The recent findings are just part of the first phase of what GWU expects to be a two-part investigation, in which they hope to interview families of victims who died during Maria's aftermath, in an effort to identify how many of the 2,975 deaths can be attributed directly to the hurricane.
Immediately after the hurricane and throughout the last year, island residents have pushed back against the initial count of fatalities, describing how loved ones died following the massive power failure that not only impacted residential homes, but hospitals and nursing homes.
A state senator, José Dalmau Santiago, told NBC News about the deaths of several people he knew when the generators at a hospital in the town of Humacao failed.
Some administration officials, however, have in recent days sought to make a distinction between direct deaths from Hurricane Maria and indirect deaths.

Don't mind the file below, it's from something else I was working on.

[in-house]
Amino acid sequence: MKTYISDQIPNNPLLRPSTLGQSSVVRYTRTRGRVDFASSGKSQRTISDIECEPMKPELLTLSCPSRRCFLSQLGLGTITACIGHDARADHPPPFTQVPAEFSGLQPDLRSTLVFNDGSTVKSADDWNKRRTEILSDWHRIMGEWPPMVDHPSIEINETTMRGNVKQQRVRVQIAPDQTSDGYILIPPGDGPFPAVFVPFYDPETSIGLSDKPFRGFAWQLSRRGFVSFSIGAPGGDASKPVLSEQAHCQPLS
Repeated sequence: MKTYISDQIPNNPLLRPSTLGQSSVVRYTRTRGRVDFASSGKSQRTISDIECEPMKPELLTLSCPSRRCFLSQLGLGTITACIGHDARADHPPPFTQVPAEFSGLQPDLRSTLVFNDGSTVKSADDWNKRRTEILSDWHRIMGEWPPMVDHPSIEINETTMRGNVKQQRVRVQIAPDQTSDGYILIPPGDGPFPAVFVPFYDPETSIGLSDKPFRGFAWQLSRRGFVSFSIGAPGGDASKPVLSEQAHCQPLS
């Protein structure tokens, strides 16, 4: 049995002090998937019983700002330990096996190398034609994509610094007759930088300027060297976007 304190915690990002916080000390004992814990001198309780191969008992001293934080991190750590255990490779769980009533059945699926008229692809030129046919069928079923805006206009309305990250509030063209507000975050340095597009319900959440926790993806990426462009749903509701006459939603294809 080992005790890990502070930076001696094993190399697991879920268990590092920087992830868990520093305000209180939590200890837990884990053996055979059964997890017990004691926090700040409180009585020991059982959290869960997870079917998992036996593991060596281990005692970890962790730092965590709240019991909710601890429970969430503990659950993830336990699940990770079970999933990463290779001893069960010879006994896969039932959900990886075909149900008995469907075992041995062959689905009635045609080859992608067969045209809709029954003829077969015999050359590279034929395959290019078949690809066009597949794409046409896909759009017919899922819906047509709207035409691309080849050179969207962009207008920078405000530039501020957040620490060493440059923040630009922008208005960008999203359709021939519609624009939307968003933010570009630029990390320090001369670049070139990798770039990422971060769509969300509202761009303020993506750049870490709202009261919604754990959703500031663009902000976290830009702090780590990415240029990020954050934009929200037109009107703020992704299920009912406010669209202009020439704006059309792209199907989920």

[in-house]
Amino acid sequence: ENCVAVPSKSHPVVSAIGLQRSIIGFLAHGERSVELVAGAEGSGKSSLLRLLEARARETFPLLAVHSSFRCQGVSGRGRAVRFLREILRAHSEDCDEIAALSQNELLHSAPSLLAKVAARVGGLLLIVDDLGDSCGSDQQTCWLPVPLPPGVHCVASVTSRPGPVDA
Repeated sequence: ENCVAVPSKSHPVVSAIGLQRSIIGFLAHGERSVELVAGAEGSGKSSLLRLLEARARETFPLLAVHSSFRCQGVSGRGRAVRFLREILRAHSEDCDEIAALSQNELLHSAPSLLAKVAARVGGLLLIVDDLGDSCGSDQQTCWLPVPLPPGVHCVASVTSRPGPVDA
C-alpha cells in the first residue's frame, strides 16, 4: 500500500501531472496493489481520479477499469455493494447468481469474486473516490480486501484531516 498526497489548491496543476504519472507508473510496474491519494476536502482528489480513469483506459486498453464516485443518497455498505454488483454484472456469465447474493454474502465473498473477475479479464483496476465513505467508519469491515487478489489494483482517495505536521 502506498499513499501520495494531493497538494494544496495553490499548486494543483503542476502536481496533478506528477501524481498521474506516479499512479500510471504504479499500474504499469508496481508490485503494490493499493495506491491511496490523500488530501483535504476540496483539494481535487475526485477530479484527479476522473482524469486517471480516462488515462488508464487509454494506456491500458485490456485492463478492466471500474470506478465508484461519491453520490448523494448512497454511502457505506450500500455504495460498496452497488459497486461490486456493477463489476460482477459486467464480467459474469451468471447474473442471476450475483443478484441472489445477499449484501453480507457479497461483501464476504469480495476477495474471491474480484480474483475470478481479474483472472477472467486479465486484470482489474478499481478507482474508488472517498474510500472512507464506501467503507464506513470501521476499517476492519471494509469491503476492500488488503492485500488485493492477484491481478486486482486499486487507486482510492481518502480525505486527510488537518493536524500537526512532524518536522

The Federal Emergency Management Agency's administrator, Brock Long, told MSNBC on Wednesday that "there is a big discrepancy between direct deaths of how people died from the wind or the water or buildings collapse, versus the long term secondary or indirect deaths that occurred over a six-month period."
"And a lot of that can be tied to a very weak infrastructure that we work around-the-clock in Puerto Rico to fix," Brock said.
Trump’s tweets immediately prompted blistering blowback from other Puerto Rican officials, as well as Democratic lawmakers. And some Republicans distanced themselves from the president's comments and said they accept the official death toll.